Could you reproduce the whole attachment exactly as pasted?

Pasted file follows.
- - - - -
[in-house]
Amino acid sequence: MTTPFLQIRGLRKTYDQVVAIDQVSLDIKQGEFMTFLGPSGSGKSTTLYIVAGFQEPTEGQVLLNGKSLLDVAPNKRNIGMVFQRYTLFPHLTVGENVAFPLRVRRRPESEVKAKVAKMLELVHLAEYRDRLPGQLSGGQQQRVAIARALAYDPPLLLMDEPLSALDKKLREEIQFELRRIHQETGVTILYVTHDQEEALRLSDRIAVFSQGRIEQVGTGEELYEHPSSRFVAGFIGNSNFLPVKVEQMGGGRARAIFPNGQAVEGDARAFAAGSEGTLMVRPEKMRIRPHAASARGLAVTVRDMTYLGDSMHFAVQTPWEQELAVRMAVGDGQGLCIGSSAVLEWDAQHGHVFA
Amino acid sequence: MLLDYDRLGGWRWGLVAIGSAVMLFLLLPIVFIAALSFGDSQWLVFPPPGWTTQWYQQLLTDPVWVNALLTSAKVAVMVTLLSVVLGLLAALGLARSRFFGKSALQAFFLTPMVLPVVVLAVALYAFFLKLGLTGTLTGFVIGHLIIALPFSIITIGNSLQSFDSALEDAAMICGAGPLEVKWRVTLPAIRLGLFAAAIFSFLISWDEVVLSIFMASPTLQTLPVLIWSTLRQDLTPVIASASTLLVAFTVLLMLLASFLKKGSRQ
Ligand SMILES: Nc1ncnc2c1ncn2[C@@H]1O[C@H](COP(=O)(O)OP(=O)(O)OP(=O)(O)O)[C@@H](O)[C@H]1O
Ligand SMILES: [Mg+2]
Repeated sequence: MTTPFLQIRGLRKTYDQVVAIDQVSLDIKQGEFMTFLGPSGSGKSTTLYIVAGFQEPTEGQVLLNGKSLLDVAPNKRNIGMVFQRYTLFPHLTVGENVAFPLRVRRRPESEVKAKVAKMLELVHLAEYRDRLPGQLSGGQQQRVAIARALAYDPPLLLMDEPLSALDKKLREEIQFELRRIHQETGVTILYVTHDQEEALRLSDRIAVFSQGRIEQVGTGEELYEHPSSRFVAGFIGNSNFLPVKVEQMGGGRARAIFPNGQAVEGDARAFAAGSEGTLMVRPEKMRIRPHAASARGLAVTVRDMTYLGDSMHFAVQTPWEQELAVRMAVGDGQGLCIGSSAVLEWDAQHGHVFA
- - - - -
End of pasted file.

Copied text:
[in-house]
Amino acid sequence: MTTPFLQIRGLRKTYDQVVAIDQVSLDIKQGEFMTFLGPSGSGKSTTLYIVAGFQEPTEGQVLLNGKSLLDVAPNKRNIGMVFQRYTLFPHLTVGENVAFPLRVRRRPESEVKAKVAKMLELVHLAEYRDRLPGQLSGGQQQRVAIARALAYDPPLLLMDEPLSALDKKLREEIQFELRRIHQETGVTILYVTHDQEEALRLSDRIAVFSQGRIEQVGTGEELYEHPSSRFVAGFIGNSNFLPVKVEQMGGGRARAIFPNGQAVEGDARAFAAGSEGTLMVRPEKMRIRPHAASARGLAVTVRDMTYLGDSMHFAVQTPWEQELAVRMAVGDGQGLCIGSSAVLEWDAQHGHVFA
Amino acid sequence: MLLDYDRLGGWRWGLVAIGSAVMLFLLLPIVFIAALSFGDSQWLVFPPPGWTTQWYQQLLTDPVWVNALLTSAKVAVMVTLLSVVLGLLAALGLARSRFFGKSALQAFFLTPMVLPVVVLAVALYAFFLKLGLTGTLTGFVIGHLIIALPFSIITIGNSLQSFDSALEDAAMICGAGPLEVKWRVTLPAIRLGLFAAAIFSFLISWDEVVLSIFMASPTLQTLPVLIWSTLRQDLTPVIASASTLLVAFTVLLMLLASFLKKGSRQ
Ligand SMILES: Nc1ncnc2c1ncn2[C@@H]1O[C@H](COP(=O)(O)OP(=O)(O)OP(=O)(O)O)[C@@H](O)[C@H]1O
Ligand SMILES: [Mg+2]
Repeated sequence: MTTPFLQIRGLRKTYDQVVAIDQVSLDIKQGEFMTFLGPSGSGKSTTLYIVAGFQEPTEGQVLLNGKSLLDVAPNKRNIGMVFQRYTLFPHLTVGENVAFPLRVRRRPESEVKAKVAKMLELVHLAEYRDRLPGQLSGGQQQRVAIARALAYDPPLLLMDEPLSALDKKLREEIQFELRRIHQETGVTILYVTHDQEEALRLSDRIAVFSQGRIEQVGTGEELYEHPSSRFVAGFIGNSNFLPVKVEQMGGGRARAIFPNGQAVEGDARAFAAGSEGTLMVRPEKMRIRPHAASARGLAVTVRDMTYLGDSMHFAVQTPWEQELAVRMAVGDGQGLCIGSSAVLEWDAQHGHVFA